Constitution Check: Is there a problem in outfitting local police like combat soldiers?

Lyle Denniston, the National Constitution Center’s adviser on constitutional literacy, looks at a new debate over the nature of local policing, and if a program of military giveaways may have had some seriously unfortunate consequences in the Ferguson situation.


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“At a time when we must seek to rebuild trust between law enforcement and the local community, I am deeply concerned that the deployment of military equipment and vehicles sends a conflicting message….It is clear that the scenes playing out in the streets of Ferguson over the last several nights cannot continue.”

– Excerpt from a statement August 14 by U.S. Attorney General Eric Holder, Jr., about the unrest in the St. Louis suburb of Ferguson, Mo., in the wake of a black youth’s death from gunshots fired by a white local police officer.

“The intensive militarization of America’s police forces is a serious menace about which a small number of people have been loudly warning for years, with little attention or traction….The harrowing events of the last week in Ferguson…have shocked the U.S. media class and millions of Americans. But none of this is aberrational.”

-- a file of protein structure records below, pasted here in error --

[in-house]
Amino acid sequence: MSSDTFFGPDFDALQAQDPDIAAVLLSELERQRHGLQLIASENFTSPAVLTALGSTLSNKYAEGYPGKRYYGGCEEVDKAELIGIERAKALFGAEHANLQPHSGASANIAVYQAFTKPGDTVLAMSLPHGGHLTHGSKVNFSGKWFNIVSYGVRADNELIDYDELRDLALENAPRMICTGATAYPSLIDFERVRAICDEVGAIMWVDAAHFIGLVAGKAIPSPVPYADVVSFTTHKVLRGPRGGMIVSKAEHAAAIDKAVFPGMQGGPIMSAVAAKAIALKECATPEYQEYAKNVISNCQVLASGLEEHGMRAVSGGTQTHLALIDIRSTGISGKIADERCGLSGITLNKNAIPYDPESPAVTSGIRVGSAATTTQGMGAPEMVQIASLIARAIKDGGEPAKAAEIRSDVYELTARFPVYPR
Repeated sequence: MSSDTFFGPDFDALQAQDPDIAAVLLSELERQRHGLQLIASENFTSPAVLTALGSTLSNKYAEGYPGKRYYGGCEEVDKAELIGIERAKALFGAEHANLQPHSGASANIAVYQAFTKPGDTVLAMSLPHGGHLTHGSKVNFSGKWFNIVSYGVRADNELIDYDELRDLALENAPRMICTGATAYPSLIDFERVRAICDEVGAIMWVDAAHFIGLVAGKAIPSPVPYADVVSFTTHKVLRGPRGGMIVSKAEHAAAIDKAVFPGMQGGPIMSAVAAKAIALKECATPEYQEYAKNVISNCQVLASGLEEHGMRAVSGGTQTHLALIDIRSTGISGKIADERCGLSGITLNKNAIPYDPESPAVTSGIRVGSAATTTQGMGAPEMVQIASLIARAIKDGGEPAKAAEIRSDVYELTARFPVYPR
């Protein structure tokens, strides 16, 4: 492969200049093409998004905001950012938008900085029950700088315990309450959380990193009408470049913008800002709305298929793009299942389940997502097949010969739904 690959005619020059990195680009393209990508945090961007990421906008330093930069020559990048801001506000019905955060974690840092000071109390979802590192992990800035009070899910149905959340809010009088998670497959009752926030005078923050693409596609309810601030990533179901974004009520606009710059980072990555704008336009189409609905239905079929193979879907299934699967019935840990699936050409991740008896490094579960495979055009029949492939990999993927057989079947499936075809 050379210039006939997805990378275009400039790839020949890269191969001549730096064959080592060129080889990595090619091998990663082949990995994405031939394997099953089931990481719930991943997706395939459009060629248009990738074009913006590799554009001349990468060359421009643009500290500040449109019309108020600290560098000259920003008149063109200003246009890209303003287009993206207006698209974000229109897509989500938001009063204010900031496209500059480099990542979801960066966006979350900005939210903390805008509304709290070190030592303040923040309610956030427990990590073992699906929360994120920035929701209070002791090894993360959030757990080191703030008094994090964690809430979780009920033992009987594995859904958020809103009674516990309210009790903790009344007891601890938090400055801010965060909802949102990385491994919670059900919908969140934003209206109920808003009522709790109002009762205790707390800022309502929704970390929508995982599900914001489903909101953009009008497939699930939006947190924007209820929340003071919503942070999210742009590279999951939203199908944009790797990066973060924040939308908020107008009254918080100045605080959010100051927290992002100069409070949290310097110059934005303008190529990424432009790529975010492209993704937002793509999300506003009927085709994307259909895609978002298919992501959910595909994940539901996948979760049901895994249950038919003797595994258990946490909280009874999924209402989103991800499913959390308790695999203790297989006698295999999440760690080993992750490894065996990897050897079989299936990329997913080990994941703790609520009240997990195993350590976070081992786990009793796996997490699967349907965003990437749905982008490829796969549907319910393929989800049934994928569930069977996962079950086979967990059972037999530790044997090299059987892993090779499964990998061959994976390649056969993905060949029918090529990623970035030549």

– Excerpt from a column by investigative journalist Glenn Greenwald, posted on his website, The Intercept, on August 14, sharply criticizing the transfer of military gear to local police.

“American policing has become unnecessarily and dangerously militarized, in large part through federal programs that have armed state and local law enforcement agencies with the weapons and tactics of war, with almost no public discussion or oversight….The use of paramilitary weapons and tactics to conduct ordinary law enforcement…has no place in contemporary society.”

– Excerpt from a lengthy American Civil Liberties Union report, released in June, under the title: “War Comes Home: The Excessive Militarization of American Policing.”


It was an article of civic faith, with America’s founding generation, that a “standing army” during peacetime was a menace to liberty. Indeed, one of the reasons for the break from Great Britain was the perceived abuse by the Crown in the use of its uniformed military to keep the colonists in line. Parliament, in a series of “quartering acts,” had required the colonists to pay part of the costs of those forces, and actually compelled colonists to provide housing for British soldiers if there were no other place for their lodging.

Some of the resulting resentment led colonial ratifying assemblies, when considering the new Constitution, to demand some protection against such intrusions. The result was the Third Amendment. Although its ban on the quartering of soldiers in private homes now seems very dated, it has a continuing resonance in an innate American suspicion of military forces being used to keep order on the home-front.